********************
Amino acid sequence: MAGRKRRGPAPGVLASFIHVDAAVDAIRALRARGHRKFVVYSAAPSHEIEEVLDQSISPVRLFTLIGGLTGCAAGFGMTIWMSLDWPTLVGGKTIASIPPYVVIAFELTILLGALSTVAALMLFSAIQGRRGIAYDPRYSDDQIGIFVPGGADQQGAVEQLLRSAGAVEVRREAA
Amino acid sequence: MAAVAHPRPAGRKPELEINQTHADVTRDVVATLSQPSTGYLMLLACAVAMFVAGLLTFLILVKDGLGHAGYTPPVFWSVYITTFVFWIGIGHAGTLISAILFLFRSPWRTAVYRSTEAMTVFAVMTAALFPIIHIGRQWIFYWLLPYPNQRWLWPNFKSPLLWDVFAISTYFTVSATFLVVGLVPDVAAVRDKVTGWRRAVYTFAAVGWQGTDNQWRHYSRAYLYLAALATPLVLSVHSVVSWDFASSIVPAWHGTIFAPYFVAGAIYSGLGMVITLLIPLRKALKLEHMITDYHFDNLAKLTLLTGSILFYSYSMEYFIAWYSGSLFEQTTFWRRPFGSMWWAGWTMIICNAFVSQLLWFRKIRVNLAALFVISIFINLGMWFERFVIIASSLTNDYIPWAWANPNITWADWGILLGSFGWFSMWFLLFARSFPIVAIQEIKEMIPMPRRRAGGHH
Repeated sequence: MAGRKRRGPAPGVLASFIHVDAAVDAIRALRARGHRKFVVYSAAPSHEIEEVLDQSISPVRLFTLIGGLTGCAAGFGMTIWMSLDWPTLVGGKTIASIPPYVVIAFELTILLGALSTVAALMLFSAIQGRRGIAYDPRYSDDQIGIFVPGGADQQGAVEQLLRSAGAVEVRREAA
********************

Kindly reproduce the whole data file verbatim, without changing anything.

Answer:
Amino acid sequence: MAGRKRRGPAPGVLASFIHVDAAVDAIRALRARGHRKFVVYSAAPSHEIEEVLDQSISPVRLFTLIGGLTGCAAGFGMTIWMSLDWPTLVGGKTIASIPPYVVIAFELTILLGALSTVAALMLFSAIQGRRGIAYDPRYSDDQIGIFVPGGADQQGAVEQLLRSAGAVEVRREAA
Amino acid sequence: MAAVAHPRPAGRKPELEINQTHADVTRDVVATLSQPSTGYLMLLACAVAMFVAGLLTFLILVKDGLGHAGYTPPVFWSVYITTFVFWIGIGHAGTLISAILFLFRSPWRTAVYRSTEAMTVFAVMTAALFPIIHIGRQWIFYWLLPYPNQRWLWPNFKSPLLWDVFAISTYFTVSATFLVVGLVPDVAAVRDKVTGWRRAVYTFAAVGWQGTDNQWRHYSRAYLYLAALATPLVLSVHSVVSWDFASSIVPAWHGTIFAPYFVAGAIYSGLGMVITLLIPLRKALKLEHMITDYHFDNLAKLTLLTGSILFYSYSMEYFIAWYSGSLFEQTTFWRRPFGSMWWAGWTMIICNAFVSQLLWFRKIRVNLAALFVISIFINLGMWFERFVIIASSLTNDYIPWAWANPNITWADWGILLGSFGWFSMWFLLFARSFPIVAIQEIKEMIPMPRRRAGGHH
Repeated sequence: MAGRKRRGPAPGVLASFIHVDAAVDAIRALRARGHRKFVVYSAAPSHEIEEVLDQSISPVRLFTLIGGLTGCAAGFGMTIWMSLDWPTLVGGKTIASIPPYVVIAFELTILLGALSTVAALMLFSAIQGRRGIAYDPRYSDDQIGIFVPGGADQQGAVEQLLRSAGAVEVRREAA